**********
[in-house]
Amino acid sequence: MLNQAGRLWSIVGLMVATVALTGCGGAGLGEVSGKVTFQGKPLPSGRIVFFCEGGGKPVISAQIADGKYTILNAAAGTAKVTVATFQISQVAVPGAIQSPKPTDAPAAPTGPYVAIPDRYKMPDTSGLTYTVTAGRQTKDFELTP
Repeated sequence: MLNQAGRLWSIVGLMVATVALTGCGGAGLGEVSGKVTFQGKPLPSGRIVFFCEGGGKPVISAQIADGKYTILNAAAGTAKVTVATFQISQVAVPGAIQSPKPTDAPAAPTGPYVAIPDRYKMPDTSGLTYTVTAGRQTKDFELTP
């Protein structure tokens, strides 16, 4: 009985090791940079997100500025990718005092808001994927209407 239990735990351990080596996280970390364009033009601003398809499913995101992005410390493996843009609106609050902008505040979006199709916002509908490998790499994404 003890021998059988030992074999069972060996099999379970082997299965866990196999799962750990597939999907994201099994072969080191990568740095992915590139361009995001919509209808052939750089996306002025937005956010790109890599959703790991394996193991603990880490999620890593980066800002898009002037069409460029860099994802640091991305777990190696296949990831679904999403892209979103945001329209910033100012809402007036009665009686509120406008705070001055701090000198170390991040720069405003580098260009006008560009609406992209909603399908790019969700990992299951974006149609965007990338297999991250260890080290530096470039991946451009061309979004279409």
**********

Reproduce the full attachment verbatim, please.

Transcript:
[in-house]
Amino acid sequence: MLNQAGRLWSIVGLMVATVALTGCGGAGLGEVSGKVTFQGKPLPSGRIVFFCEGGGKPVISAQIADGKYTILNAAAGTAKVTVATFQISQVAVPGAIQSPKPTDAPAAPTGPYVAIPDRYKMPDTSGLTYTVTAGRQTKDFELTP
Repeated sequence: MLNQAGRLWSIVGLMVATVALTGCGGAGLGEVSGKVTFQGKPLPSGRIVFFCEGGGKPVISAQIADGKYTILNAAAGTAKVTVATFQISQVAVPGAIQSPKPTDAPAAPTGPYVAIPDRYKMPDTSGLTYTVTAGRQTKDFELTP
């Protein structure tokens, strides 16, 4: 009985090791940079997100500025990718005092808001994927209407 239990735990351990080596996280970390364009033009601003398809499913995101992005410390493996843009609106609050902008505040979006199709916002509908490998790499994404 003890021998059988030992074999069972060996099999379970082997299965866990196999799962750990597939999907994201099994072969080191990568740095992915590139361009995001919509209808052939750089996306002025937005956010790109890599959703790991394996193991603990880490999620890593980066800002898009002037069409460029860099994802640091991305777990190696296949990831679904999403892209979103945001329209910033100012809402007036009665009686509120406008705070001055701090000198170390991040720069405003580098260009006008560009609406992209909603399908790019969700990992299951974006149609965007990338297999991250260890080290530096470039991946451009061309979004279409």